You can typically manage these symptoms without medical intervention.

More serious but less common symptoms of smoke exposure include:

  • dizziness
  • chest pains
  • severe cough
  • shortness of breath
  • wheezing (including asthma attacks)
  • heart palpitations (irregular heart beat)

If you have any of these symptoms, talk to a health care provider or seek urgent medical attention.

Less commonly, exposure to wildfire smoke can lead to:

  • stroke
  • heart attack
  • premature death

If you think you are having a medical emergency, dial 9-1-1 and seek immediate medical care.

Who is most at risk of the effects of wildfire smoke

Some people are at higher risk of health problems when exposed to wildfire smoke. This includes:

  • seniors
  • pregnant people
  • infants and young children
  • people who work outdoors
  • people involved in strenuous outdoor exercise
  • people with an existing illness or chronic health conditions, such as:
    • cancer
    • diabetes
    • mental illness
    • lung or heart conditions

During heavy smoke conditions, everyone is at risk regardless of their age or health.

Preparing for wildfire smoke events

You can do many things to prepare yourself and your home for wildfire smoke events.

Checklist for wildfire smoke season preparedness

  • Are you or is someone in your family at risk for wildfire smoke health effects?
  • Do you have an adequate supply of medications?
  • Do you have an adequate supply of food and water?
  • Do you have spare filters for the air filtration unit (a high efficiency heat ventilation air conditioning (HVAC) system or a portable air cleaner) in your home?
  • Do you know where you can go to take a break from the smoke?
  • Do you know where to find information about local air quality conditions?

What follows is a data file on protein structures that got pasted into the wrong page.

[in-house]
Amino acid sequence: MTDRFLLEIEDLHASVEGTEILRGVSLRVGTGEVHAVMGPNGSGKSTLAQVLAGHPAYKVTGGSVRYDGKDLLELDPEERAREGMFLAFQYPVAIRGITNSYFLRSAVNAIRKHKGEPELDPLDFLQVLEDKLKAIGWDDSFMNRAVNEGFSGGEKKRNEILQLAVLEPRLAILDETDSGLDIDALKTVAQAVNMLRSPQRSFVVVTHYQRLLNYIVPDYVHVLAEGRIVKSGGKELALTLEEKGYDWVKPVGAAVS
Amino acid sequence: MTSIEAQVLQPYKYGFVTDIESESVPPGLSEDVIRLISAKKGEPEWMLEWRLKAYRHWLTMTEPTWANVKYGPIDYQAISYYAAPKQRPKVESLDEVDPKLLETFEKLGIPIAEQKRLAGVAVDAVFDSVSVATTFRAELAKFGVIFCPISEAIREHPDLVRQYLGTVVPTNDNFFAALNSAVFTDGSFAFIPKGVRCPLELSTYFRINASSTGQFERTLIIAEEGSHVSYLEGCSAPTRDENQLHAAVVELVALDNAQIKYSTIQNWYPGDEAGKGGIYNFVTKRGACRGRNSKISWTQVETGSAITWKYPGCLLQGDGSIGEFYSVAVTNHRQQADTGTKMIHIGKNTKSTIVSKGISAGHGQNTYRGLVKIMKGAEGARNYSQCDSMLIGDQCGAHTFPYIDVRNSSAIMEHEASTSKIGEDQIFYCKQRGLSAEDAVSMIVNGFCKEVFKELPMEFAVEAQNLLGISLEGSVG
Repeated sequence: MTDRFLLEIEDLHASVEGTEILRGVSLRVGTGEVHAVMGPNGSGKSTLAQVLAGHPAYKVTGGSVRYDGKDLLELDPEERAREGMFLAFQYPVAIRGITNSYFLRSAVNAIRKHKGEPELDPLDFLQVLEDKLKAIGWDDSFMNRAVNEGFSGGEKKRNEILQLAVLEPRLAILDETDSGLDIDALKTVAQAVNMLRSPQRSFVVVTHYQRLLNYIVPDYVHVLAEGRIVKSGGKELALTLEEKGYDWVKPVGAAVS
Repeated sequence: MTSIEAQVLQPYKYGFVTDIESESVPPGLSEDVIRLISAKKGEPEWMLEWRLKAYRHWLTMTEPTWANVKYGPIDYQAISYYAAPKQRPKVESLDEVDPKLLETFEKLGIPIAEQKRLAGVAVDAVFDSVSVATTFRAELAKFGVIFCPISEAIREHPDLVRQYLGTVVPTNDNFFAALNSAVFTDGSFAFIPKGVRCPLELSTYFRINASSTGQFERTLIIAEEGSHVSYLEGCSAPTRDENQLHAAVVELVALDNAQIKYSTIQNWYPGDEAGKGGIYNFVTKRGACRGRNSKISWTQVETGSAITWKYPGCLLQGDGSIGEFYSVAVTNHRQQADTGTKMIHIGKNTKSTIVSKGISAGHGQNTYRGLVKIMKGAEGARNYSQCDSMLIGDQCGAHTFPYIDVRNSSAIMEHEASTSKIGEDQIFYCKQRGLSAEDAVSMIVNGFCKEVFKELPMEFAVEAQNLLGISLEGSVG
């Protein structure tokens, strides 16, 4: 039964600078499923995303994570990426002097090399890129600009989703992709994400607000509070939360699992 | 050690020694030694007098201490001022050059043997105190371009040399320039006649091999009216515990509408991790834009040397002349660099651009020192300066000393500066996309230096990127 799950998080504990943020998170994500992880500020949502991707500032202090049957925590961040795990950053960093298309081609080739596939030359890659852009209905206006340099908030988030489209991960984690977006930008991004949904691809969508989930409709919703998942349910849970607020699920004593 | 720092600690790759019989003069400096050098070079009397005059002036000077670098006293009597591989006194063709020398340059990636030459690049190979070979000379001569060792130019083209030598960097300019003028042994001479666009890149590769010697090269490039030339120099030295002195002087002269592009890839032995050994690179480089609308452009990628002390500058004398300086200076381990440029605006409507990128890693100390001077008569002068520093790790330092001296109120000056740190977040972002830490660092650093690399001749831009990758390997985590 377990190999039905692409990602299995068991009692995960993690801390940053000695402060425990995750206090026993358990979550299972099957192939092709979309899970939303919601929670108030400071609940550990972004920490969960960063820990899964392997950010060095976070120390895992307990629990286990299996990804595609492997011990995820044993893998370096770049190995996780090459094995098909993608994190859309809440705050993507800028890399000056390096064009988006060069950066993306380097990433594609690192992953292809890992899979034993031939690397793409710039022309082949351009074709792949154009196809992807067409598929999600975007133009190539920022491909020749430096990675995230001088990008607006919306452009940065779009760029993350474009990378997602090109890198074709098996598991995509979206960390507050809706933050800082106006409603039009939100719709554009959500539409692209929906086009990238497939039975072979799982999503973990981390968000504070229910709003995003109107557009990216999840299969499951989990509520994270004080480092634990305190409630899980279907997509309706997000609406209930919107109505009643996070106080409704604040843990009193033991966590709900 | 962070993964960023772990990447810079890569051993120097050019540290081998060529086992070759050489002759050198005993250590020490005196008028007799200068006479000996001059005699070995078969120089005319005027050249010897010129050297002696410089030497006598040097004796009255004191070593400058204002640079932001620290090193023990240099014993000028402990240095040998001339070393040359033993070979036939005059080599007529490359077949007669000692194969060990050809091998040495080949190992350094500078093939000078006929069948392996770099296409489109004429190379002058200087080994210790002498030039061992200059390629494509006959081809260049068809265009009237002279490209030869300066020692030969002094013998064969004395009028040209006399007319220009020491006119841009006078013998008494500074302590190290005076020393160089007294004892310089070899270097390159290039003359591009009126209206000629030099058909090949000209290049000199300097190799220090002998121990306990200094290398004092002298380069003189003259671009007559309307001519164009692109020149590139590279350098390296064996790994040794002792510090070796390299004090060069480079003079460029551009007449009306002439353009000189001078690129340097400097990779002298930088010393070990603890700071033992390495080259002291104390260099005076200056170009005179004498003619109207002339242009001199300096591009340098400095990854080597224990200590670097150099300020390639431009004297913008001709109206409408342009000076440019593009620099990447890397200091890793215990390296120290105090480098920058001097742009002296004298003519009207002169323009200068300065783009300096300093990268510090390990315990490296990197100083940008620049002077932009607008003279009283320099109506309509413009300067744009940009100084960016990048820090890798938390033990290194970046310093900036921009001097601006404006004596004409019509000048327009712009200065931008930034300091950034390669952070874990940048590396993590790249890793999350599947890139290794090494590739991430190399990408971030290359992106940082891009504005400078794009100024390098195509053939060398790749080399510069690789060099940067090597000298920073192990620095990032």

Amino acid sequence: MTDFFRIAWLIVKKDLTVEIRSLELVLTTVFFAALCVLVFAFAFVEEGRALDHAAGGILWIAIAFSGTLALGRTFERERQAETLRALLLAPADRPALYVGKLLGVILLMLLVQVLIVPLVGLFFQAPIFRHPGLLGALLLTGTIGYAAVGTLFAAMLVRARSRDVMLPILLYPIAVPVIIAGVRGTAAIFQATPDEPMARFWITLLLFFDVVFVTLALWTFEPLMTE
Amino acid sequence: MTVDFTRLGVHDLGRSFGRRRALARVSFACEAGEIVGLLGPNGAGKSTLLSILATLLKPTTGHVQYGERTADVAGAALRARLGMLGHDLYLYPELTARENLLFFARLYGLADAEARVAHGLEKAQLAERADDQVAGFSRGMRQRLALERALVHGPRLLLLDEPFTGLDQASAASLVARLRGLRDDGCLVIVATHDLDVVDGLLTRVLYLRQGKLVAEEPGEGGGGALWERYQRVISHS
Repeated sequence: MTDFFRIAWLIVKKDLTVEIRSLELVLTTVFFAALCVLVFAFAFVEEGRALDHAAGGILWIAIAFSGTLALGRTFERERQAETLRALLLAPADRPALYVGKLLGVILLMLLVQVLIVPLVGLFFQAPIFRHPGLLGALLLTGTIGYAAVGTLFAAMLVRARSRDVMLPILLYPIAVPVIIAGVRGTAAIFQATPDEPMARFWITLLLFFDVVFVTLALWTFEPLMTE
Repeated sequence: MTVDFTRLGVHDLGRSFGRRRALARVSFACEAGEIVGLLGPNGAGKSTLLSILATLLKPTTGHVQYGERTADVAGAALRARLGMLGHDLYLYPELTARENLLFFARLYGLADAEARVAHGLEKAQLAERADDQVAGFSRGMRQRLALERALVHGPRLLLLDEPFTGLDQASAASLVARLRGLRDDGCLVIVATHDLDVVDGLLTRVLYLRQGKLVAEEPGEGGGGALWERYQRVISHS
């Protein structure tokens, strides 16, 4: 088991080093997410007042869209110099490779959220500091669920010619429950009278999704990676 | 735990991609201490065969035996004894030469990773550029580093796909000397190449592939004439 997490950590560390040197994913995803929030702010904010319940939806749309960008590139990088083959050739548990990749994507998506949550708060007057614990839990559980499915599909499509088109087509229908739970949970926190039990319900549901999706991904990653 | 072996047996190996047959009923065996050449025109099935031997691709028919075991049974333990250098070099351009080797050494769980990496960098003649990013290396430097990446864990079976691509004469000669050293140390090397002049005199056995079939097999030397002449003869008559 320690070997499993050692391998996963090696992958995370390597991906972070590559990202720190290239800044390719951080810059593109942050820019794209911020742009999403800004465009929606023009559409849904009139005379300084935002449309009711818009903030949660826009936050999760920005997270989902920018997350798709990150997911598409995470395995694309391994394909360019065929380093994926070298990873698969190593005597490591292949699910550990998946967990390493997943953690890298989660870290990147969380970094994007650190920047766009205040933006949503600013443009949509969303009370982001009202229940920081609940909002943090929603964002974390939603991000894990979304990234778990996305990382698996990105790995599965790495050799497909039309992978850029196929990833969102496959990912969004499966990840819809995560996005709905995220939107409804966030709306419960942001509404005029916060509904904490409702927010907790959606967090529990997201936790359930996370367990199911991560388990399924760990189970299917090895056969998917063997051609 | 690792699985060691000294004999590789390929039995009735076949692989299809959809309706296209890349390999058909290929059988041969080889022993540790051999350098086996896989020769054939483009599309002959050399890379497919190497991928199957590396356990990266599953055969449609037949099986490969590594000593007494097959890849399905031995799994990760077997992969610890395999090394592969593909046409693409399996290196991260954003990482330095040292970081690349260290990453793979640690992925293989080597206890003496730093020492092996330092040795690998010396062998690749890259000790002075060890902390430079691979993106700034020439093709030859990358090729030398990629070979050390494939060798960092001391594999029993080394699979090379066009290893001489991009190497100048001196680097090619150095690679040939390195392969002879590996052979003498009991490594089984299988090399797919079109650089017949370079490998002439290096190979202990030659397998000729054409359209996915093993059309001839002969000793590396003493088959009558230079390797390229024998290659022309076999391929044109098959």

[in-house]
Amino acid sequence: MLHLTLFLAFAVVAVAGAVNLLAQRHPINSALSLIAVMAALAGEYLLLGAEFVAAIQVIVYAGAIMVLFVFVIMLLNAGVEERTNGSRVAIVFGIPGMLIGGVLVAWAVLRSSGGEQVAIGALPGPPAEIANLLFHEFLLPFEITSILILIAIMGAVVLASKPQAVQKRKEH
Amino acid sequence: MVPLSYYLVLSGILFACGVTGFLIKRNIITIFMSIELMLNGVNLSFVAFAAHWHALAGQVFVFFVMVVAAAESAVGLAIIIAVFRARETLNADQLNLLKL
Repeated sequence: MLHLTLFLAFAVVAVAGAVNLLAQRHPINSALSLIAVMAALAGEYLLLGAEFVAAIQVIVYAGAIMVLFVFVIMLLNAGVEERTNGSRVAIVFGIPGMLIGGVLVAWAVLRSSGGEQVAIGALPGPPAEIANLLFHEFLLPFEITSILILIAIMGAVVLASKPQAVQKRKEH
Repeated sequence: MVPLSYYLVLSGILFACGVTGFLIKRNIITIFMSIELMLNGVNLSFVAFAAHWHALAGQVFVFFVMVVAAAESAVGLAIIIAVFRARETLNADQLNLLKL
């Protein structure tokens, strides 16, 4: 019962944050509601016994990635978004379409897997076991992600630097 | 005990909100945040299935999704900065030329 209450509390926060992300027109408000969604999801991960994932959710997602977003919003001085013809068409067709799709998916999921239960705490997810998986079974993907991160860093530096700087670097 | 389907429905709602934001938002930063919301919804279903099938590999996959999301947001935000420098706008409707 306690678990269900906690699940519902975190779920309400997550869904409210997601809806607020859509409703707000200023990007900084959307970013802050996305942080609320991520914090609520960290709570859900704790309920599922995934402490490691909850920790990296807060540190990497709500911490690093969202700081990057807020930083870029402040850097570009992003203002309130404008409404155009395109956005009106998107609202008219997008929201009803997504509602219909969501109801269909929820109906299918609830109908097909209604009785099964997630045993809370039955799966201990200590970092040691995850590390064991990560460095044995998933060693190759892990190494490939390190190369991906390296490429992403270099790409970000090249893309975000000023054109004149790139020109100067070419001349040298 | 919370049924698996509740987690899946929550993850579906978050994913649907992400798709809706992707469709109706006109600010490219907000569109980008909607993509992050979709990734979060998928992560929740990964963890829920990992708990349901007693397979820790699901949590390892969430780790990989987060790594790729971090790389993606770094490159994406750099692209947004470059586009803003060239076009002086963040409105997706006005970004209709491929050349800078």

• Do you know the emergency number for your local health authority?

Medical preparedness

If you, or members of your family, are in 1 or more of the at-risk groups and are in a region where wildfire smoke affects air quality, be prepared by:

  • speaking with a doctor or health care provider about developing a management plan for wildfire smoke events
  • maintaining a supply of necessary medications at home and always carrying these medications with you during wildfire season. Work with your health care provider to create a plan on what to do in case your medications are unable to stabilize your condition.

Protecting your indoor air

It’s important that the air you breathe inside your home is clean, especially if you have to stay inside due to wildfire events. You can prepare your home by finding ways to keep the wildfire smoke out and to keep indoor air clean.

Keep wildfire smoke out

Prevent wildfire smoke from entering your home by:

  • properly sealing windows and doors, and keeping them closed when the temperature is comfortable
  • installing a high-quality air filter to remove particulate matter from the incoming air, in homes with forced air ventilation
  • learning how to use the recirculation settings on your HVAC system

Keep indoor air clean and safe

Protect the air in your home by:

  • reducing sources of indoor air pollution
  • installing the best air quality air filter that your ventilation system can handle based on manufacturers’ recommendations
  • ensuring you have at least one functioning carbon monoxide alarm in your home
  • having air conditioning and humidification/dehumidification capabilities present (maintain humidity levels between 30 and 50%)
  • using a certified portable air cleaner with a HEPA filter to remove smoke from indoor air

To find more information on protecting your indoor air when your outdoor air is poor, visit:

Protecting your health from wildfire smoke

The best way to protect your health is to reduce your exposure to wildfire smoke.

Use care when spending time outdoors during a wildfire smoke event

Limit outdoor activities and strenuous physical activities as much as possible. If you have difficulty breathing, reduce your activities or stop altogether.

If you or members of your family spend time outdoors, learn how to check the local air quality conditions to determine whether it’s safe to be outdoors. Pay attention to:

Check the AQHI for air quality conditions in your community. Look for breaks in the smoke to find opportunities to go outdoors. Reschedule your outdoor activities for a time when conditions are better.